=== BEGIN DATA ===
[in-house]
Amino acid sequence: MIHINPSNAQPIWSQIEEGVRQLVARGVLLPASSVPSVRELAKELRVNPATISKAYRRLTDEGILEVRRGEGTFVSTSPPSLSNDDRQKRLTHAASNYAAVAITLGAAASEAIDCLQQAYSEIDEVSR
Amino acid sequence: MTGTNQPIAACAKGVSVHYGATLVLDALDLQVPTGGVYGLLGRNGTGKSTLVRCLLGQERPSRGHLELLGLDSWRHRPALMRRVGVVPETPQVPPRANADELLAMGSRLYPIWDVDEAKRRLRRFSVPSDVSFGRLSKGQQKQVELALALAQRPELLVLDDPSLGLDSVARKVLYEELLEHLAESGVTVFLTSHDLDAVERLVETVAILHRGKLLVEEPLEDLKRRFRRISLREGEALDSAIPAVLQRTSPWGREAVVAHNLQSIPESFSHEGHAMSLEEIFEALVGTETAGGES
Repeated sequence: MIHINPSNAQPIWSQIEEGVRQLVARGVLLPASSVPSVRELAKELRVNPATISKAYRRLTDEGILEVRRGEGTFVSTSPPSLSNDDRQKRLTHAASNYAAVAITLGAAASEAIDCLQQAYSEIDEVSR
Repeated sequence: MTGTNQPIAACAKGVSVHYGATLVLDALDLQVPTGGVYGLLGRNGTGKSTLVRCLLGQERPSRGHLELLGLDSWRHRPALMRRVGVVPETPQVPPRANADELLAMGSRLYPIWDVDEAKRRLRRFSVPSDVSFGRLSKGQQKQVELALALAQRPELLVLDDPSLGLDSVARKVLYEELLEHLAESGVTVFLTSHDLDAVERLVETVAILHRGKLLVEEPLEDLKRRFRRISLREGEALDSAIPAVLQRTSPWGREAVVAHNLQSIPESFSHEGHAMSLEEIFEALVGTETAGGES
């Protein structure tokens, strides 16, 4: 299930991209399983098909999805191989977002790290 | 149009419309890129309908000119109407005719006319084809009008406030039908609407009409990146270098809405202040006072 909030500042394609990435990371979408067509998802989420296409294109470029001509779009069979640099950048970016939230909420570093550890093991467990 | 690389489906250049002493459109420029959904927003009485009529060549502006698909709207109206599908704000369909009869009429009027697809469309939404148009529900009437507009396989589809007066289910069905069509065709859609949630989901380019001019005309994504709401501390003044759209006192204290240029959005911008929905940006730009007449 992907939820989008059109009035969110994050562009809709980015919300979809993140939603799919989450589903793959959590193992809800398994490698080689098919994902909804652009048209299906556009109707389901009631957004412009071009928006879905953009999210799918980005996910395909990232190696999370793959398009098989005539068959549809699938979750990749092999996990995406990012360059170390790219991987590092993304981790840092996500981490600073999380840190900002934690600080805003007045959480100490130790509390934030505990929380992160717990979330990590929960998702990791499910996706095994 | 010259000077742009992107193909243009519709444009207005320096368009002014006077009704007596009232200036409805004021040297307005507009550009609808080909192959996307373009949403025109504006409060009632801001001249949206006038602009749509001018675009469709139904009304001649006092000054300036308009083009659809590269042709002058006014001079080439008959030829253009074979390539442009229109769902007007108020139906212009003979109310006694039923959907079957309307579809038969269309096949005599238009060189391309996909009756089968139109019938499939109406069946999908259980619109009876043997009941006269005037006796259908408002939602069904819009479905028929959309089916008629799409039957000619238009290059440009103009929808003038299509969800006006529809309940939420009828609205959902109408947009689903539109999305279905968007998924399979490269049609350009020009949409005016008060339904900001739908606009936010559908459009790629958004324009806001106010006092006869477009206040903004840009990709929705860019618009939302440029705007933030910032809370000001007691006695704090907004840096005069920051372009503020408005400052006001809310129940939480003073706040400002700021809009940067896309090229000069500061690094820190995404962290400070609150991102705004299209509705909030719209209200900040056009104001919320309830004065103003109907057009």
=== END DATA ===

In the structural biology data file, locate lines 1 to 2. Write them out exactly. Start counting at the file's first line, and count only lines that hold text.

[in-house]
Amino acid sequence: MIHINPSNAQPIWSQIEEGVRQLVARGVLLPASSVPSVRELAKELRVNPATISKAYRRLTDEGILEVRRGEGTFVSTSPPSLSNDDRQKRLTHAASNYAAVAITLGAAASEAIDCLQQAYSEIDEVSR